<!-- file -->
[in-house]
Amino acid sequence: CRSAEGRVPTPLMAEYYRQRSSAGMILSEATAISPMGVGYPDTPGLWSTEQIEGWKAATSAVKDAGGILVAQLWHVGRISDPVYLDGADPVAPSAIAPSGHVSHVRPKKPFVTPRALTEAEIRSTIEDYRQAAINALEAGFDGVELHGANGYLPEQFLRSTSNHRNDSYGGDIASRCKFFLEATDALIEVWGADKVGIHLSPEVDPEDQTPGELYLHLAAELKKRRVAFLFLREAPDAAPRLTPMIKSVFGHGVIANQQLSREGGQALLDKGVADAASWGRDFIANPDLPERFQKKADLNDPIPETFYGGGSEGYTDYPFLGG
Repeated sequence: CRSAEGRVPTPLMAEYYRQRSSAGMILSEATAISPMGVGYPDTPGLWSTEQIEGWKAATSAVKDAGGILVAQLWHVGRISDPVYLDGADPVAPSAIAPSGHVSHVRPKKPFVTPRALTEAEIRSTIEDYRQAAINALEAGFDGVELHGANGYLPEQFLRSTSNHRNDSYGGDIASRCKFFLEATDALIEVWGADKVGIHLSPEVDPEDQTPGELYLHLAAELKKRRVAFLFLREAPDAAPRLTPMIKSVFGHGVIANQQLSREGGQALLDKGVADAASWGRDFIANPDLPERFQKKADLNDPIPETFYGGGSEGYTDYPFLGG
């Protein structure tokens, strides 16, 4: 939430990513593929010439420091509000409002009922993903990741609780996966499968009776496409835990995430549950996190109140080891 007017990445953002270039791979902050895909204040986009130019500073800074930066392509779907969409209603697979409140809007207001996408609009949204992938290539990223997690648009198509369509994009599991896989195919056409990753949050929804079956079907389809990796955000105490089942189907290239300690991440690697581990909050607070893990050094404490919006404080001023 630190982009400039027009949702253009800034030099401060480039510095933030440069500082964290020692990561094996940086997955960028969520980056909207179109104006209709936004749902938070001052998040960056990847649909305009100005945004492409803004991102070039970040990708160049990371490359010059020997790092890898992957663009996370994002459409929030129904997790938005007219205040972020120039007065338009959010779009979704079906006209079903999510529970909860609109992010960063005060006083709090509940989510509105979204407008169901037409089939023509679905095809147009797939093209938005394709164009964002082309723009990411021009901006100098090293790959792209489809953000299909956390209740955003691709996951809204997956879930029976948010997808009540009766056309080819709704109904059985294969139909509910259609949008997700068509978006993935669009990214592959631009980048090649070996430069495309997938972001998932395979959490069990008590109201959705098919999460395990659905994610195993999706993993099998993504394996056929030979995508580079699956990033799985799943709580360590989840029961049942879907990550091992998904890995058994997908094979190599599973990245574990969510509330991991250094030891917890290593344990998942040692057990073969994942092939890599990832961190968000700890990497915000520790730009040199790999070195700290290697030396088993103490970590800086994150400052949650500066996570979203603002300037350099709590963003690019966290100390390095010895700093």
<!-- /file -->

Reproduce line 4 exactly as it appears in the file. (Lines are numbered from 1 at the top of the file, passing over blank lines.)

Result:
């Protein structure tokens, strides 16, 4: 939430990513593929010439420091509000409002009922993903990741609780996966499968009776496409835990995430549950996190109140080891 007017990445953002270039791979902050895909204040986009130019500073800074930066392509779907969409209603697979409140809007207001996408609009949204992938290539990223997690648009198509369509994009599991896989195919056409990753949050929804079956079907389809990796955000105490089942189907290239300690991440690697581990909050607070893990050094404490919006404080001023 630190982009400039027009949702253009800034030099401060480039510095933030440069500082964290020692990561094996940086997955960028969520980056909207179109104006209709936004749902938070001052998040960056990847649909305009100005945004492409803004991102070039970040990708160049990371490359010059020997790092890898992957663009996370994002459409929030129904997790938005007219205040972020120039007065338009959010779009979704079906006209079903999510529970909860609109992010960063005060006083709090509940989510509105979204407008169901037409089939023509679905095809147009797939093209938005394709164009964002082309723009990411021009901006100098090293790959792209489809953000299909956390209740955003691709996951809204997956879930029976948010997808009540009766056309080819709704109904059985294969139909509910259609949008997700068509978006993935669009990214592959631009980048090649070996430069495309997938972001998932395979959490069990008590109201959705098919999460395990659905994610195993999706993993099998993504394996056929030979995508580079699956990033799985799943709580360590989840029961049942879907990550091992998904890995058994997908094979190599599973990245574990969510509330991991250094030891917890290593344990998942040692057990073969994942092939890599990832961190968000700890990497915000520790730009040199790999070195700290290697030396088993103490970590800086994150400052949650500066996570979203603002300037350099709590963003690019966290100390390095010895700093």